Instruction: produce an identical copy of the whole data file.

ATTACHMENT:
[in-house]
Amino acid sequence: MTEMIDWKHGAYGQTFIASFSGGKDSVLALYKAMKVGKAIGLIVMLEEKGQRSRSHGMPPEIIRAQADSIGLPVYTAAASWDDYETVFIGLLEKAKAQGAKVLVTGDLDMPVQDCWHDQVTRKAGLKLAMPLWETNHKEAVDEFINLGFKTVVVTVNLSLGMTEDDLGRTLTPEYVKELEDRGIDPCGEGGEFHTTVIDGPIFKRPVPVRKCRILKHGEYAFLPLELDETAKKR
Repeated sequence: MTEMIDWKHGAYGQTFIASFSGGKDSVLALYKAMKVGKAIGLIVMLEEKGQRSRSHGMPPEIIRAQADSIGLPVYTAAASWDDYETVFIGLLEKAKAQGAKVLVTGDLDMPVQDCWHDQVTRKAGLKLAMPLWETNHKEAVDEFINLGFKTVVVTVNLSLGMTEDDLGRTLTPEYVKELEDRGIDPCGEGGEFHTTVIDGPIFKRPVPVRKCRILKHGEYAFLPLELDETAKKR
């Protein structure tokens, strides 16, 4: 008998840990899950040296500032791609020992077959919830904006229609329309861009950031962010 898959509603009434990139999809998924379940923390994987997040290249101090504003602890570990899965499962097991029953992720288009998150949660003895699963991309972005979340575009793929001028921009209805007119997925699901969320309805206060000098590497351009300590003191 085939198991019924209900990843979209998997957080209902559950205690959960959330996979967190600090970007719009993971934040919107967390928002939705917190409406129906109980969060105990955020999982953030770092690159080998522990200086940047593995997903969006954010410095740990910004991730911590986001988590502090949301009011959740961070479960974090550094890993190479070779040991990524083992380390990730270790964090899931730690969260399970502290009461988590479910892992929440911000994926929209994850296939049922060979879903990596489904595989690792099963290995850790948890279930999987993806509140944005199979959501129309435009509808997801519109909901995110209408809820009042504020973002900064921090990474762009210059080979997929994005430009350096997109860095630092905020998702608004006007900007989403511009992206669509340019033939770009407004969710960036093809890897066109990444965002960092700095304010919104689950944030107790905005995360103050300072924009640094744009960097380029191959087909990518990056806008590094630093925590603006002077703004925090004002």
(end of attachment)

[in-house]
Amino acid sequence: MTEMIDWKHGAYGQTFIASFSGGKDSVLALYKAMKVGKAIGLIVMLEEKGQRSRSHGMPPEIIRAQADSIGLPVYTAAASWDDYETVFIGLLEKAKAQGAKVLVTGDLDMPVQDCWHDQVTRKAGLKLAMPLWETNHKEAVDEFINLGFKTVVVTVNLSLGMTEDDLGRTLTPEYVKELEDRGIDPCGEGGEFHTTVIDGPIFKRPVPVRKCRILKHGEYAFLPLELDETAKKR
Repeated sequence: MTEMIDWKHGAYGQTFIASFSGGKDSVLALYKAMKVGKAIGLIVMLEEKGQRSRSHGMPPEIIRAQADSIGLPVYTAAASWDDYETVFIGLLEKAKAQGAKVLVTGDLDMPVQDCWHDQVTRKAGLKLAMPLWETNHKEAVDEFINLGFKTVVVTVNLSLGMTEDDLGRTLTPEYVKELEDRGIDPCGEGGEFHTTVIDGPIFKRPVPVRKCRILKHGEYAFLPLELDETAKKR
């Protein structure tokens, strides 16, 4: 008998840990899950040296500032791609020992077959919830904006229609329309861009950031962010 898959509603009434990139999809998924379940923390994987997040290249101090504003602890570990899965499962097991029953992720288009998150949660003895699963991309972005979340575009793929001028921009209805007119997925699901969320309805206060000098590497351009300590003191 085939198991019924209900990843979209998997957080209902559950205690959960959330996979967190600090970007719009993971934040919107967390928002939705917190409406129906109980969060105990955020999982953030770092690159080998522990200086940047593995997903969006954010410095740990910004991730911590986001988590502090949301009011959740961070479960974090550094890993190479070779040991990524083992380390990730270790964090899931730690969260399970502290009461988590479910892992929440911000994926929209994850296939049922060979879903990596489904595989690792099963290995850790948890279930999987993806509140944005199979959501129309435009509808997801519109909901995110209408809820009042504020973002900064921090990474762009210059080979997929994005430009350096997109860095630092905020998702608004006007900007989403511009992206669509340019033939770009407004969710960036093809890897066109990444965002960092700095304010919104689950944030107790905005995360103050300072924009640094744009960097380029191959087909990518990056806008590094630093925590603006002077703004925090004002």